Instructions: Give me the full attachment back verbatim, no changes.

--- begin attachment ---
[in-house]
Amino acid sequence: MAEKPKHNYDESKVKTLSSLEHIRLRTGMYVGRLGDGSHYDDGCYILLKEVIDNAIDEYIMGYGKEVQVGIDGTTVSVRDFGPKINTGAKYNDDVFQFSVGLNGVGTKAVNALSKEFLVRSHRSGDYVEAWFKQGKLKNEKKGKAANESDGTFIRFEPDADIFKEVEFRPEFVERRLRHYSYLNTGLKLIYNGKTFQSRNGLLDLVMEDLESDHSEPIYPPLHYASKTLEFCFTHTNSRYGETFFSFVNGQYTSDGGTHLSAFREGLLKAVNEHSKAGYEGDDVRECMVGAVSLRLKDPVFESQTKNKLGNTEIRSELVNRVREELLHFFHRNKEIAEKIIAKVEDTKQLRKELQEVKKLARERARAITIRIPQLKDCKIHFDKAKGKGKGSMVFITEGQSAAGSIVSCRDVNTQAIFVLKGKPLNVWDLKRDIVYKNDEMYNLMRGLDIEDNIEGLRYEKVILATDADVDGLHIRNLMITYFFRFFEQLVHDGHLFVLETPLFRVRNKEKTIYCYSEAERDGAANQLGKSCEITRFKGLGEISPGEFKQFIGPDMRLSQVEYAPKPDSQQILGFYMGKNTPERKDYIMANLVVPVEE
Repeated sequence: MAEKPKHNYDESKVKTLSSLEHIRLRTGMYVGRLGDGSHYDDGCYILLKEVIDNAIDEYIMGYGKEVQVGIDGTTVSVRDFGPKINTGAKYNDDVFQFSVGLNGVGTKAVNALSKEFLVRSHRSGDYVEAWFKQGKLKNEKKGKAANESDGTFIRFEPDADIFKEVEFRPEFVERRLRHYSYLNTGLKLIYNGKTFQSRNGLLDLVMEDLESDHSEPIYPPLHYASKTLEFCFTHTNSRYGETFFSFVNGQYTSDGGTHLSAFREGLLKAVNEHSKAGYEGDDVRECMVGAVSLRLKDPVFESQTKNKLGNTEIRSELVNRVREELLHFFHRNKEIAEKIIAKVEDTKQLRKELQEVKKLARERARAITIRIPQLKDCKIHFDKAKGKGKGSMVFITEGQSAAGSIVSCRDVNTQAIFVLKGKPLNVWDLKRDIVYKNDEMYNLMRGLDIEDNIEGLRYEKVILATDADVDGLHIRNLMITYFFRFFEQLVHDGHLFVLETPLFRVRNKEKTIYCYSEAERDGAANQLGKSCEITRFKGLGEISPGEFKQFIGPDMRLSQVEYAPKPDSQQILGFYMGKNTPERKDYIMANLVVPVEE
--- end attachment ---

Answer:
[in-house]
Amino acid sequence: MAEKPKHNYDESKVKTLSSLEHIRLRTGMYVGRLGDGSHYDDGCYILLKEVIDNAIDEYIMGYGKEVQVGIDGTTVSVRDFGPKINTGAKYNDDVFQFSVGLNGVGTKAVNALSKEFLVRSHRSGDYVEAWFKQGKLKNEKKGKAANESDGTFIRFEPDADIFKEVEFRPEFVERRLRHYSYLNTGLKLIYNGKTFQSRNGLLDLVMEDLESDHSEPIYPPLHYASKTLEFCFTHTNSRYGETFFSFVNGQYTSDGGTHLSAFREGLLKAVNEHSKAGYEGDDVRECMVGAVSLRLKDPVFESQTKNKLGNTEIRSELVNRVREELLHFFHRNKEIAEKIIAKVEDTKQLRKELQEVKKLARERARAITIRIPQLKDCKIHFDKAKGKGKGSMVFITEGQSAAGSIVSCRDVNTQAIFVLKGKPLNVWDLKRDIVYKNDEMYNLMRGLDIEDNIEGLRYEKVILATDADVDGLHIRNLMITYFFRFFEQLVHDGHLFVLETPLFRVRNKEKTIYCYSEAERDGAANQLGKSCEITRFKGLGEISPGEFKQFIGPDMRLSQVEYAPKPDSQQILGFYMGKNTPERKDYIMANLVVPVEE
Repeated sequence: MAEKPKHNYDESKVKTLSSLEHIRLRTGMYVGRLGDGSHYDDGCYILLKEVIDNAIDEYIMGYGKEVQVGIDGTTVSVRDFGPKINTGAKYNDDVFQFSVGLNGVGTKAVNALSKEFLVRSHRSGDYVEAWFKQGKLKNEKKGKAANESDGTFIRFEPDADIFKEVEFRPEFVERRLRHYSYLNTGLKLIYNGKTFQSRNGLLDLVMEDLESDHSEPIYPPLHYASKTLEFCFTHTNSRYGETFFSFVNGQYTSDGGTHLSAFREGLLKAVNEHSKAGYEGDDVRECMVGAVSLRLKDPVFESQTKNKLGNTEIRSELVNRVREELLHFFHRNKEIAEKIIAKVEDTKQLRKELQEVKKLARERARAITIRIPQLKDCKIHFDKAKGKGKGSMVFITEGQSAAGSIVSCRDVNTQAIFVLKGKPLNVWDLKRDIVYKNDEMYNLMRGLDIEDNIEGLRYEKVILATDADVDGLHIRNLMITYFFRFFEQLVHDGHLFVLETPLFRVRNKEKTIYCYSEAERDGAANQLGKSCEITRFKGLGEISPGEFKQFIGPDMRLSQVEYAPKPDSQQILGFYMGKNTPERKDYIMANLVVPVEE